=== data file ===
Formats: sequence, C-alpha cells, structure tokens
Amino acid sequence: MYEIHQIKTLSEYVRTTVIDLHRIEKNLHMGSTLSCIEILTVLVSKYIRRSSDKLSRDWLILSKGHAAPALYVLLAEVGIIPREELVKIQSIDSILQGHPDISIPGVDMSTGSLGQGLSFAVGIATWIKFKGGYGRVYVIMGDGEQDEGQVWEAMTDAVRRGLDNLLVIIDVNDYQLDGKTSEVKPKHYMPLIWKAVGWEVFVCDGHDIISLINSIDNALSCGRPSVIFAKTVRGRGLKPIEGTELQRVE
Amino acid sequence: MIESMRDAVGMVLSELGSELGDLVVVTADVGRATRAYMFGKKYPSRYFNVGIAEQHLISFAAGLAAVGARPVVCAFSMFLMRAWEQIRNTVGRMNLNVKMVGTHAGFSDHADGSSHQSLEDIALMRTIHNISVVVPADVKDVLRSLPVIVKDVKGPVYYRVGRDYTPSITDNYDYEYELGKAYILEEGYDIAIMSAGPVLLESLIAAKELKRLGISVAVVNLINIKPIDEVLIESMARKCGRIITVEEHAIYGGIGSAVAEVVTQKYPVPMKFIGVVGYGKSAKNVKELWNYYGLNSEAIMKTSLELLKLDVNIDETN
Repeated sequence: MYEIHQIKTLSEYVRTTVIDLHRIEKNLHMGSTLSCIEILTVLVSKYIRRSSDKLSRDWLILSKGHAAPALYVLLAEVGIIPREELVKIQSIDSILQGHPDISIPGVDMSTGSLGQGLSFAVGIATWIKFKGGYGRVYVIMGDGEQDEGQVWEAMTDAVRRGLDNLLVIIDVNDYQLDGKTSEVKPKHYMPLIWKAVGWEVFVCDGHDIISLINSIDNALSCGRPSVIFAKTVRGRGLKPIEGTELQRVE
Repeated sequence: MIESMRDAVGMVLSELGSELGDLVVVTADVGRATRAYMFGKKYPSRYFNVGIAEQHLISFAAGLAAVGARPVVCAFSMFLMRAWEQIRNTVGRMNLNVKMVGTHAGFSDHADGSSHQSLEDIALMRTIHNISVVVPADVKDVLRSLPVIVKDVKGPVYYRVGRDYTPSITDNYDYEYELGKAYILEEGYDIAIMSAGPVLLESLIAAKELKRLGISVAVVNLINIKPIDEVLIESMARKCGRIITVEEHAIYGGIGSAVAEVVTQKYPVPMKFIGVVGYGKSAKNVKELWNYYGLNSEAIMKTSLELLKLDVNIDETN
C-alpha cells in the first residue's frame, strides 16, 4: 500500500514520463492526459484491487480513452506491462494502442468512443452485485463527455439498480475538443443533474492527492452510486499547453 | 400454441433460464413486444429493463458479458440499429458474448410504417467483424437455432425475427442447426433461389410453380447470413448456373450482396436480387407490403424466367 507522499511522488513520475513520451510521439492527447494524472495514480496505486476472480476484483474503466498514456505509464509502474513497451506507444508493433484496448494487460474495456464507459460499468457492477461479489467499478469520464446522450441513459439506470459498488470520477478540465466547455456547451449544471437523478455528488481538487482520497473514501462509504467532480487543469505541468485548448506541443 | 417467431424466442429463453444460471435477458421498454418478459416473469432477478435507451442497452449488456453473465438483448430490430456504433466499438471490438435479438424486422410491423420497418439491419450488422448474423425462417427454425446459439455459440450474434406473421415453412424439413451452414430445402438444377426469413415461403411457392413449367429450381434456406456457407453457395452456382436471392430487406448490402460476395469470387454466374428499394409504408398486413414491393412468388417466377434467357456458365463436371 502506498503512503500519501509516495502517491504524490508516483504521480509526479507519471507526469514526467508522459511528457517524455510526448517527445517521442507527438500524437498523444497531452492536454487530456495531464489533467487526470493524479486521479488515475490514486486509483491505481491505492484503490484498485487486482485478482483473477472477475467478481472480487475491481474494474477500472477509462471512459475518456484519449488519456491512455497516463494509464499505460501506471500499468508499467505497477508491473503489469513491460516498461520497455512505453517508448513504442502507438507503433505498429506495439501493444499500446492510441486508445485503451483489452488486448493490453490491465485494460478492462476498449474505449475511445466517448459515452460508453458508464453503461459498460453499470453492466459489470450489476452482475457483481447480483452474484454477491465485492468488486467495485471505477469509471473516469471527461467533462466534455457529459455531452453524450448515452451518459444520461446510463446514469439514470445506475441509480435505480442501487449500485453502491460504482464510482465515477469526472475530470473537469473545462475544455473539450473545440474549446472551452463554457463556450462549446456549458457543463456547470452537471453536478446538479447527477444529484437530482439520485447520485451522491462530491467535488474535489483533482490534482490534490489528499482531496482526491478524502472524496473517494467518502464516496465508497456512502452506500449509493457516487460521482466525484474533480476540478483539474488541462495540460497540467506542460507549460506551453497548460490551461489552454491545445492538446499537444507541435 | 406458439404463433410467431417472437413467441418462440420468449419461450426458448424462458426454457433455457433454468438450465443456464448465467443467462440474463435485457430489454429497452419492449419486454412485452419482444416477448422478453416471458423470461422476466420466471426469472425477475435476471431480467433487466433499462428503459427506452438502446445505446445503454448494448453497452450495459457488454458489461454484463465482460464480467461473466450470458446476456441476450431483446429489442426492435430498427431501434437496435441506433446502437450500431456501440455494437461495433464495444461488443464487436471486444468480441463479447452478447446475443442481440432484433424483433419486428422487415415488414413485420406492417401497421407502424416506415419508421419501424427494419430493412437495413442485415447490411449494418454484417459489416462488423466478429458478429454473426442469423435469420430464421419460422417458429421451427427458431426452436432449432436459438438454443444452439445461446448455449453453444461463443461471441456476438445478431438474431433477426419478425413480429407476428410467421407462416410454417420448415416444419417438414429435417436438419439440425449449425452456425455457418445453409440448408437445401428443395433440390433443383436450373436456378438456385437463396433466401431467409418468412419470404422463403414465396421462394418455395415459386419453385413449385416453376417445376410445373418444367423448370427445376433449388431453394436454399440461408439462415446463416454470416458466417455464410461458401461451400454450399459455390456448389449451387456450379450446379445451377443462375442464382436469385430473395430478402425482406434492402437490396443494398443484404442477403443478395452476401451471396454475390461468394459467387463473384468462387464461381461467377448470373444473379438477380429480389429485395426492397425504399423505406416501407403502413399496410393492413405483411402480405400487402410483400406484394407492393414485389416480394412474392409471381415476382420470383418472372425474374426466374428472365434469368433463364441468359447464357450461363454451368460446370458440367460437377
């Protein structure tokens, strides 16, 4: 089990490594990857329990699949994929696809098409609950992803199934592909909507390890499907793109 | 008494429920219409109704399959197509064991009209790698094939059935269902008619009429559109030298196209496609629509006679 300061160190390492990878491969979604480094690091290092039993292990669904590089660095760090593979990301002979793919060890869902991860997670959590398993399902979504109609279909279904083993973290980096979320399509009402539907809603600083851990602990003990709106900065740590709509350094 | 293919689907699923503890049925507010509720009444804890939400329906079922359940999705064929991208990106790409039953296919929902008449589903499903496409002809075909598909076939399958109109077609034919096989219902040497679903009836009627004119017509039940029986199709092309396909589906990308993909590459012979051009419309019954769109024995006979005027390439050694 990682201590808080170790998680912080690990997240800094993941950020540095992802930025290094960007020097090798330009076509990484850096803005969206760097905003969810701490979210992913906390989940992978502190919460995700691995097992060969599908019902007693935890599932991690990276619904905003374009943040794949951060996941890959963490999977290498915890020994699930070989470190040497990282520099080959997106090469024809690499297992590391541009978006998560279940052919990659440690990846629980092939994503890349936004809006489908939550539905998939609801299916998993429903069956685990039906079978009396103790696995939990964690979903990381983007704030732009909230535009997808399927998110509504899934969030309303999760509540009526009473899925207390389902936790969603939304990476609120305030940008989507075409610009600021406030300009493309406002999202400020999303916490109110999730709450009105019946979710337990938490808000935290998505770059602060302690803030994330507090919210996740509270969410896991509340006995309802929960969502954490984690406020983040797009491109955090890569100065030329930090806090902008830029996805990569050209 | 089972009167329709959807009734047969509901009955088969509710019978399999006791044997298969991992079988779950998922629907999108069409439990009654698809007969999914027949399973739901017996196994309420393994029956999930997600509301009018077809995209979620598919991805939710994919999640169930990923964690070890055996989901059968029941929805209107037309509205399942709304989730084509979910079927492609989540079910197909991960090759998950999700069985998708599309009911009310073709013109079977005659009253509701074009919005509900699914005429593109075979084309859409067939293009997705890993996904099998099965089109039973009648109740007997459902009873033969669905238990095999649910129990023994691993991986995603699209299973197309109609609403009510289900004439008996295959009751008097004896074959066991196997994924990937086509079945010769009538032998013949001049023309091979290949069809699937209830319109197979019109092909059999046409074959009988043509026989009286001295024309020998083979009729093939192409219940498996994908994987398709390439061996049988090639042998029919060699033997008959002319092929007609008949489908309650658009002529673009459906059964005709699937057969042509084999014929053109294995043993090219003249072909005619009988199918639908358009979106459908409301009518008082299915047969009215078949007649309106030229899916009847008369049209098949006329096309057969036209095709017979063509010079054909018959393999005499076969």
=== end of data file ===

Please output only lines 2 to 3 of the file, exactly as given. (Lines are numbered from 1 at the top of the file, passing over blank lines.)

Amino acid sequence: MYEIHQIKTLSEYVRTTVIDLHRIEKNLHMGSTLSCIEILTVLVSKYIRRSSDKLSRDWLILSKGHAAPALYVLLAEVGIIPREELVKIQSIDSILQGHPDISIPGVDMSTGSLGQGLSFAVGIATWIKFKGGYGRVYVIMGDGEQDEGQVWEAMTDAVRRGLDNLLVIIDVNDYQLDGKTSEVKPKHYMPLIWKAVGWEVFVCDGHDIISLINSIDNALSCGRPSVIFAKTVRGRGLKPIEGTELQRVE
Amino acid sequence: MIESMRDAVGMVLSELGSELGDLVVVTADVGRATRAYMFGKKYPSRYFNVGIAEQHLISFAAGLAAVGARPVVCAFSMFLMRAWEQIRNTVGRMNLNVKMVGTHAGFSDHADGSSHQSLEDIALMRTIHNISVVVPADVKDVLRSLPVIVKDVKGPVYYRVGRDYTPSITDNYDYEYELGKAYILEEGYDIAIMSAGPVLLESLIAAKELKRLGISVAVVNLINIKPIDEVLIESMARKCGRIITVEEHAIYGGIGSAVAEVVTQKYPVPMKFIGVVGYGKSAKNVKELWNYYGLNSEAIMKTSLELLKLDVNIDETN